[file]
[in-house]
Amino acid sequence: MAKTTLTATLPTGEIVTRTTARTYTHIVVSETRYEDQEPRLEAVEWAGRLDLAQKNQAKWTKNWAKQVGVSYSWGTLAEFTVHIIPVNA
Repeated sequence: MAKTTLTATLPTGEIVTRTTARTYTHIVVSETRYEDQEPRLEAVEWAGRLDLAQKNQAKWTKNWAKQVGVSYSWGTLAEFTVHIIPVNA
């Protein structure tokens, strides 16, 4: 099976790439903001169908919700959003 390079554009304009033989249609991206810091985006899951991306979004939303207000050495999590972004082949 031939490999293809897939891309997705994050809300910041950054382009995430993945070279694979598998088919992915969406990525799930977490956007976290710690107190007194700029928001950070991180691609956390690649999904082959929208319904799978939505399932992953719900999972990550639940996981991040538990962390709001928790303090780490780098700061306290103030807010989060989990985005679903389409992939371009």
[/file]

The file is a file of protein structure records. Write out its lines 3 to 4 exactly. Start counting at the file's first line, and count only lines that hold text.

Repeated sequence: MAKTTLTATLPTGEIVTRTTARTYTHIVVSETRYEDQEPRLEAVEWAGRLDLAQKNQAKWTKNWAKQVGVSYSWGTLAEFTVHIIPVNA
């Protein structure tokens, strides 16, 4: 099976790439903001169908919700959003 390079554009304009033989249609991206810091985006899951991306979004939303207000050495999590972004082949 031939490999293809897939891309997705994050809300910041950054382009995430993945070279694979598998088919992915969406990525799930977490956007976290710690107190007194700029928001950070991180691609956390690649999904082959929208319904799978939505399932992953719900999972990550639940996981991040538990962390709001928790303090780490780098700061306290103030807010989060989990985005679903389409992939371009």